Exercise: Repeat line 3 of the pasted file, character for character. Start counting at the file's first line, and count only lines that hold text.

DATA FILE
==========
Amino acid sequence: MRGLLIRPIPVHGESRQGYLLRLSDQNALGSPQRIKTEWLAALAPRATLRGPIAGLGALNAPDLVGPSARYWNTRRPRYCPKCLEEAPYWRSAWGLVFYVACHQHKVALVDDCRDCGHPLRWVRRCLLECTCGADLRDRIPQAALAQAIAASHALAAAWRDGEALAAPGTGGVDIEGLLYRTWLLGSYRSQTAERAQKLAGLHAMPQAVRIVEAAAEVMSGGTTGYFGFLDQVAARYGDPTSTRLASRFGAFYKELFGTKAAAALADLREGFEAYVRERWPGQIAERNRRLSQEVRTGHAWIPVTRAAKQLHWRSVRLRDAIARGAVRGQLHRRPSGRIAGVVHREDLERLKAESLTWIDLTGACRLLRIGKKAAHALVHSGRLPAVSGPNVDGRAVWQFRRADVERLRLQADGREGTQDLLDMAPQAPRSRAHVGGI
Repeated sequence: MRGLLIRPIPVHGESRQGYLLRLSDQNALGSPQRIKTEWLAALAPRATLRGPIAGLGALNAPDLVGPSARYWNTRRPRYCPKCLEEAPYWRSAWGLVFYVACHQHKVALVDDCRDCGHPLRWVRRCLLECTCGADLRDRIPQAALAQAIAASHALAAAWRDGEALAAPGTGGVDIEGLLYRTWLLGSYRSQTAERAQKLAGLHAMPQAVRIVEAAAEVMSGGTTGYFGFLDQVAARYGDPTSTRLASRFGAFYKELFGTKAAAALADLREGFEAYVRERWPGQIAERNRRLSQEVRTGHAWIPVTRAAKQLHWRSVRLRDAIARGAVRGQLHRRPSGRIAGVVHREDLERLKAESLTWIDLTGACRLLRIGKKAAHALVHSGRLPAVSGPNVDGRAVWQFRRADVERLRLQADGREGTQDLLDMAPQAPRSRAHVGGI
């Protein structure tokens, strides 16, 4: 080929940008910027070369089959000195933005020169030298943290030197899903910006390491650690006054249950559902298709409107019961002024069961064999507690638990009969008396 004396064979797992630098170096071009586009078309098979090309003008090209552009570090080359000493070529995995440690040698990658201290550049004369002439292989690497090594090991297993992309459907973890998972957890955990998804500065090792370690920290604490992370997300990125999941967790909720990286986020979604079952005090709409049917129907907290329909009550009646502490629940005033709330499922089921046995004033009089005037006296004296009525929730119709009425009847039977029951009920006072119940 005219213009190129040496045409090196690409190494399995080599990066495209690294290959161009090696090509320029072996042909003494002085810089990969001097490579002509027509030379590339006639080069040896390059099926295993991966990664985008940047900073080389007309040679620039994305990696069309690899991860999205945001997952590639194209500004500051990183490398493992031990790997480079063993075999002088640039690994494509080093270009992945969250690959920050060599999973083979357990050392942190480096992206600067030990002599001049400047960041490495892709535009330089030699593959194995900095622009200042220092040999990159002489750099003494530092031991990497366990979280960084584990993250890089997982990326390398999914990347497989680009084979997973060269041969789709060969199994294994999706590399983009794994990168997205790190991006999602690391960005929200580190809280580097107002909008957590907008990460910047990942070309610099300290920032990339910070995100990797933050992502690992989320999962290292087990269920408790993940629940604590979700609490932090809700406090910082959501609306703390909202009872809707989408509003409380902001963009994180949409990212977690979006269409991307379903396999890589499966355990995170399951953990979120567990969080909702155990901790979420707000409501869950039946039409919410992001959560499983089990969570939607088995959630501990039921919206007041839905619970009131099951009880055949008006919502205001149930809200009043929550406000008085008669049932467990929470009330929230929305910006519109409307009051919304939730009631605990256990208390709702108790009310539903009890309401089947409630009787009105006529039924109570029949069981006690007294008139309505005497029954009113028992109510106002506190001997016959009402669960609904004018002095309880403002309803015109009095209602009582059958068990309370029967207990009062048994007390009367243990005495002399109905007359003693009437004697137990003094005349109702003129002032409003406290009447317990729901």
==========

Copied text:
């Protein structure tokens, strides 16, 4: 080929940008910027070369089959000195933005020169030298943290030197899903910006390491650690006054249950559902298709409107019961002024069961064999507690638990009969008396 004396064979797992630098170096071009586009078309098979090309003008090209552009570090080359000493070529995995440690040698990658201290550049004369002439292989690497090594090991297993992309459907973890998972957890955990998804500065090792370690920290604490992370997300990125999941967790909720990286986020979604079952005090709409049917129907907290329909009550009646502490629940005033709330499922089921046995004033009089005037006296004296009525929730119709009425009847039977029951009920006072119940 005219213009190129040496045409090196690409190494399995080599990066495209690294290959161009090696090509320029072996042909003494002085810089990969001097490579002509027509030379590339006639080069040896390059099926295993991966990664985008940047900073080389007309040679620039994305990696069309690899991860999205945001997952590639194209500004500051990183490398493992031990790997480079063993075999002088640039690994494509080093270009992945969250690959920050060599999973083979357990050392942190480096992206600067030990002599001049400047960041490495892709535009330089030699593959194995900095622009200042220092040999990159002489750099003494530092031991990497366990979280960084584990993250890089997982990326390398999914990347497989680009084979997973060269041969789709060969199994294994999706590399983009794994990168997205790190991006999602690391960005929200580190809280580097107002909008957590907008990460910047990942070309610099300290920032990339910070995100990797933050992502690992989320999962290292087990269920408790993940629940604590979700609490932090809700406090910082959501609306703390909202009872809707989408509003409380902001963009994180949409990212977690979006269409991307379903396999890589499966355990995170399951953990979120567990969080909702155990901790979420707000409501869950039946039409919410992001959560499983089990969570939607088995959630501990039921919206007041839905619970009131099951009880055949008006919502205001149930809200009043929550406000008085008669049932467990929470009330929230929305910006519109409307009051919304939730009631605990256990208390709702108790009310539903009890309401089947409630009787009105006529039924109570029949069981006690007294008139309505005497029954009113028992109510106002506190001997016959009402669960609904004018002095309880403002309803015109009095209602009582059958068990309370029967207990009062048994007390009367243990005495002399109905007359003693009437004697137990003094005349109702003129002032409003406290009447317990729901």